An Estonian magazine insisted Monday it had not meant to cause offense with a mock advertisement showing emaciated prisoners at a Nazi concentration camp, after sparking uproar from Jewish organizations.
Efraim Zuroff of the Simon Wiesenthal Center in Jerusalem on Sunday called the mock ad in the Eesti Ekspress weekly a “perverted attempt at humor at the expense of the Nazis’ millions of victims.”
Alla Jakobson, spokeswoman for Estonia’s Jewish community, said in newspaper Postimees that the incident shows Estonian society is experiencing “major problems with moral and ethical values.”
“It was published on our jokes page. I think people living in other cultural environments than ours just don’t understand it like we do,” Sulev Vedler, deputy editor of Eesti Ekspress, which has the second-highest weekly circulation in Estonia, told AFP.
He claimed the “Doctor Mengele weight-loss pill” ad was a swipe at national gas firm GasTerm Eesti, which last month posted a photo of the Auschwitz death camp’s notorious “Arbeit Macht Frei” gate on its website.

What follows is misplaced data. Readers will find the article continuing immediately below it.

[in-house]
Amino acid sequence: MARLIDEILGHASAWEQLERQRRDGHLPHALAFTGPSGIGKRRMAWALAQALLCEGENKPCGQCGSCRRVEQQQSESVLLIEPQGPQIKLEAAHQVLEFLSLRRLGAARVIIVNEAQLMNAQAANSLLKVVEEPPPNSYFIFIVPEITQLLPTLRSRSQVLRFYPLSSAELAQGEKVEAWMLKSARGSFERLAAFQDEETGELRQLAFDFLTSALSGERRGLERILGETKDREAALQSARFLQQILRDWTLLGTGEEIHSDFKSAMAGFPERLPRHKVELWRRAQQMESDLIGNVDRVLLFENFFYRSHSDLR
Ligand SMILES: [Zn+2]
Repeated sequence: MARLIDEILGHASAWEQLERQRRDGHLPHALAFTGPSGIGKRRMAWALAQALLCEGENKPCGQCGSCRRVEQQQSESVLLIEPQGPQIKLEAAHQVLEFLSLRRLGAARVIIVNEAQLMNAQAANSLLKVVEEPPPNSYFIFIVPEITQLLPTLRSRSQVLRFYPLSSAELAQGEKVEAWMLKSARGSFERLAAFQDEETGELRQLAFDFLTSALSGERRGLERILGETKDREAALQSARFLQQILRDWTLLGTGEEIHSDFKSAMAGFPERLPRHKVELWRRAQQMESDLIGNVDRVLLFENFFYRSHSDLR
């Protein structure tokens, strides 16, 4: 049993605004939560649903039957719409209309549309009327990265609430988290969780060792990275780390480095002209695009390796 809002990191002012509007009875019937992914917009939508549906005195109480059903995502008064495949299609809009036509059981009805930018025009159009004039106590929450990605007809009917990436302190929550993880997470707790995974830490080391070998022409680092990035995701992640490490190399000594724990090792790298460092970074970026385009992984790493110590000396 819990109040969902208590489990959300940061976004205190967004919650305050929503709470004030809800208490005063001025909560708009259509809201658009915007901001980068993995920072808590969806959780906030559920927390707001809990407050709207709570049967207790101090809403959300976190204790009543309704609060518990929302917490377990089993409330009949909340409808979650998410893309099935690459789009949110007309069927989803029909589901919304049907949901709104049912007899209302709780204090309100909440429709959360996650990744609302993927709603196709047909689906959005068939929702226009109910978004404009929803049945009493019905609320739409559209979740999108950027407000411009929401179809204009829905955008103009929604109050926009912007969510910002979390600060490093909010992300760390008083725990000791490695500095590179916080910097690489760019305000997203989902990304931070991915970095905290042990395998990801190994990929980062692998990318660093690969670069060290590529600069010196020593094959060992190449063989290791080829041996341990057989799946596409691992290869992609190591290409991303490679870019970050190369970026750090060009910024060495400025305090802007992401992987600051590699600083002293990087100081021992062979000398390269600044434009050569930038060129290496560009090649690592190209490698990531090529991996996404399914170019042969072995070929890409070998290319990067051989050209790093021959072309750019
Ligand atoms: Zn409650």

Symbol of Holocaust horrors
GasTerm Eesti rapidly pulled the photo and apologised for what it claimed was a misplaced attempt to contrast lethal gas – which was used to kill Jews at Auschwitz – with the safe, home-heating variety.
“For us it was an anti-fascist joke and a reaction to the recent, improper advertisement of one Estonian company. We didn’t mean to have fun at the expense of any nationality, there is no nationality mentioned in the picture,” Vedler said.
But by using the name of Mengele — a Nazi German doctor who experimented on inmates during World War II — Eesti Ekpress tapped a symbol of the horrors of the Holocaust.
The wartime history of Estonia, a nation of 1.3 million people, is highly sensitive.
Some here saw the Nazis as a lesser evil, after Germany drove out Soviet troops, who had seized the country in 1940 and deported thousands of Estonians to their deaths and did so again after the war.
But the Nazis brought their own terror, sometimes helped by local collaborators.
Estonia’s pre-war Jewish population was 4,400. Most fled before the 1941 Nazi invasion, but the 1,000 who remained were killed.
The Nazis also sent up to 10,000 foreign Jews to camps in Estonia, where most died.
The Red Army drove out the Nazis in 1944. Estonia was ruled by Moscow until the Soviet bloc crumbled in 1991, and joined the EU in 2004.
Source: Ynet News